In terms of coverage, I feel that Pure Pressed base is good, but it could be better. Despite it being a four in one product, I have to wear additional concealer underneath my pure pressed base, in order to hide my scaring. I would say my scaring is light - moderate in visibility. I use Jane Iredale Disappear concealer, and then apply the Pure Pressed base over the top with a brush. When used in combination, I am able to achieve a generally flawless and seamless look which leaves people saying that I have great skin. However, without the seperate concealer, I don't think I could achieve this look with the pure pressed base alone. For a 4 in 1 product, this is not ideal.
The price of this product is what will put a lot of people of buying it. An average price for this product is about £33. However, once you have bought the first product, you can get a refillable version, at approximately £25. You just then insert the powder box into your original compact case. Although I do like the product, I feeel that it is somewhat over-priced. Some people say that the powder lasts for months, hence value for money overall. However, I go through about one compact every 6 weeks or so. Perhaps very little product is needed for people with already perfect and flawless skin, but for those of us with average or problem skin, it simply wont last as long.
One further thing to consider is that you cannot buy this product in high street stores. As an exclusive product, it is only available in certain salons, or on the internet. I would recommed searching around on various internet sites for the best deal, as I was charged nearly £40 at a salon. I can now get the refillable compacts for about £23 - £26 online.
****Would I recommend?****
Yes due to the healthy mineral base and seamless coverage, however I will only give this product 3 / 5 due to the high price and the less than perfect coverage without additional concealer.
http://www.janeiredale.com/ - This site has a mineral makeover 'stay and play' room where you can try out different shades for your skin.
www.MineralBeauty.co.uk - The website I often order my product from which has refillable compacts and delivers the product efficiently.
Thanks for reading!
Broken is an autobiography, written by Shy Keenan in 2008.
You may have heard Shy's name before, as she is the co-founder of the charity Phoenix Survivors. This independent voluntary organisation advocates on behalf of the victims of child sexual abuse, and for the families of children murdered by child molesters. Shy run's this organisation with Sara Payne, mother of Sarah Payne, who was murdered at just 8 years old by a peodophile.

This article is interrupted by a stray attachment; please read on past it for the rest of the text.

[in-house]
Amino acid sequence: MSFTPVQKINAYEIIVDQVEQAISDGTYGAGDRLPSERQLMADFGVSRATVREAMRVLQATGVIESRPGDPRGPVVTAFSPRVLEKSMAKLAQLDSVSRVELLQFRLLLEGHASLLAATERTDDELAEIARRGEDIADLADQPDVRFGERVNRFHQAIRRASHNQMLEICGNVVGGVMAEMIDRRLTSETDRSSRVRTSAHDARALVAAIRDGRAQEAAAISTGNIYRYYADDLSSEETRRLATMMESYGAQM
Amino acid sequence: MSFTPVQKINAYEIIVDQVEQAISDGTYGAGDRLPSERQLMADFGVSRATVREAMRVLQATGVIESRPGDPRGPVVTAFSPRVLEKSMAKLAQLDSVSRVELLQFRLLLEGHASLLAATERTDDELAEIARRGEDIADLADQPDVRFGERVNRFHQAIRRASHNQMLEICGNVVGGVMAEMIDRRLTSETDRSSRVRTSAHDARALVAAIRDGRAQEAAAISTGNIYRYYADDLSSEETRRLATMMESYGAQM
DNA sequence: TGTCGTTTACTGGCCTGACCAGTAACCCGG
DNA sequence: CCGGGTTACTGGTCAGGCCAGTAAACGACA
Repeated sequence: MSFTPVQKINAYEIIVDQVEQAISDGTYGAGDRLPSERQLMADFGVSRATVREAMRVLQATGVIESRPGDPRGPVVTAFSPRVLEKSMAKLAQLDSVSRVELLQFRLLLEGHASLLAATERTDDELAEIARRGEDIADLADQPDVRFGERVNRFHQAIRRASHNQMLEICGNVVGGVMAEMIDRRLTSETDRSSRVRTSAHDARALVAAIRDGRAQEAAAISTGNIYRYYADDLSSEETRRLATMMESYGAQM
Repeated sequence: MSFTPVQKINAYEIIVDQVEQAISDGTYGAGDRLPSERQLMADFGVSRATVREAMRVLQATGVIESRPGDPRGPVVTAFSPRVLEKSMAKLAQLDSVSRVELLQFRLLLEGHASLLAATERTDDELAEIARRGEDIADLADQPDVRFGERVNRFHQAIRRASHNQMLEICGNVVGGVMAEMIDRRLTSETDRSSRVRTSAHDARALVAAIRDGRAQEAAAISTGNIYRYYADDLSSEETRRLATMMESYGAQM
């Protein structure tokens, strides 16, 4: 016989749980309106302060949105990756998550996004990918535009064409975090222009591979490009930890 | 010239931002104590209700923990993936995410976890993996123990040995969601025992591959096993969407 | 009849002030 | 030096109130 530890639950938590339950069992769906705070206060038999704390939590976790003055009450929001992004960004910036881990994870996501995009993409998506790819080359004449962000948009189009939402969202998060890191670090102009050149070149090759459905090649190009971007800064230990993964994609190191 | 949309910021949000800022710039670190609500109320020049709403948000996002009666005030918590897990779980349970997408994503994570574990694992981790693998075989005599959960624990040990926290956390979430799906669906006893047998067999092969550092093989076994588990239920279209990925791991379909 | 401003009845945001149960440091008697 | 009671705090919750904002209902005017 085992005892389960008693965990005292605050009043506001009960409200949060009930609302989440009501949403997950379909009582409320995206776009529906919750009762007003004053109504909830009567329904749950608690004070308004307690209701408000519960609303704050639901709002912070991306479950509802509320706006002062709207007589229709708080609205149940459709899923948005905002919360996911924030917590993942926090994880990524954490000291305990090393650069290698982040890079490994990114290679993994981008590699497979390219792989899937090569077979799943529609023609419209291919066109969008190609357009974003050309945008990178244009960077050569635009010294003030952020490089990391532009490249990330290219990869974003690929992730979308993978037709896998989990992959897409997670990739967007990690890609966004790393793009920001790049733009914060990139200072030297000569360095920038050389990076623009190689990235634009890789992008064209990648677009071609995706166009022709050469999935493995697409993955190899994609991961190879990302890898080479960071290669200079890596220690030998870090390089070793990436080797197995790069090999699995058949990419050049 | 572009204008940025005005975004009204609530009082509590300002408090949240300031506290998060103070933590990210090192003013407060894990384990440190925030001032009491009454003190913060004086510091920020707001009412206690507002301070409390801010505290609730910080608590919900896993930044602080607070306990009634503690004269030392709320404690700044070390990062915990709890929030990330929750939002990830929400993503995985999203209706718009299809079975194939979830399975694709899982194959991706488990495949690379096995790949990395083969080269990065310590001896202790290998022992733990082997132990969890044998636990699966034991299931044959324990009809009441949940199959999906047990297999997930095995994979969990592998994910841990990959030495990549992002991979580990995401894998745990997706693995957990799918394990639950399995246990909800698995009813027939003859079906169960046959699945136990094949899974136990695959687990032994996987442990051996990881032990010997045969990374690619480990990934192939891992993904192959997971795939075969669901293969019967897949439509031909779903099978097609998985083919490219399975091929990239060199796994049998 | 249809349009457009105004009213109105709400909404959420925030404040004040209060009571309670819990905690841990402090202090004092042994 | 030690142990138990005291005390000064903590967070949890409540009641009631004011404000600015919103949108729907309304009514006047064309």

Shy is not the author's original name, rather it is a nickname which she aquired as a young child, due to her apparent shy and quiet nature. Shy's real name in the book is Karen, and she is often referred to as this. The reader is left with the impression that she has adopted the name Shy, as a way of leaving her past experiences behind her, firmly where they belong. Karen is the young troubled girl in the book, whilst Shy is the young woman who tries to look to the future and piece her life back together.
Broken is a truly shocking story, because it is a true account of a young girls horrific experience of sadistic abuse over a lengthy period of time.
Shy Keenan's autobiography is a heart-rending account of her life as a child and young adult, and tells the story of how she managed to overcome physical, sexual and emotional abuse.
Shy was born in Birkenhead in the 1970's. She was born to young, wayward parents who were seemingly unwilling and unable to be good parents, having their first child removed by extended family. Shy's very early memories recall a period of neglect and abandonment. When her parents seperated, her mother moved in with her new 'step-father' the peodophile Sidney Claridge. Shy describes her mother as someone who was a manipulative, theiving, lying woman, who's sole purpose in life revolved around shoplifting and scaming the authorities, whilst spending all her free time in the local bingo hall. Nevertheless, Shy's desperation to get her mother to notice and love her throughout the book is apparent. The reader feels a deep empathy with Shy at one point when she describes over hearing her mother tell Sidney that she wishes Shy was dead and that she 'hates her.'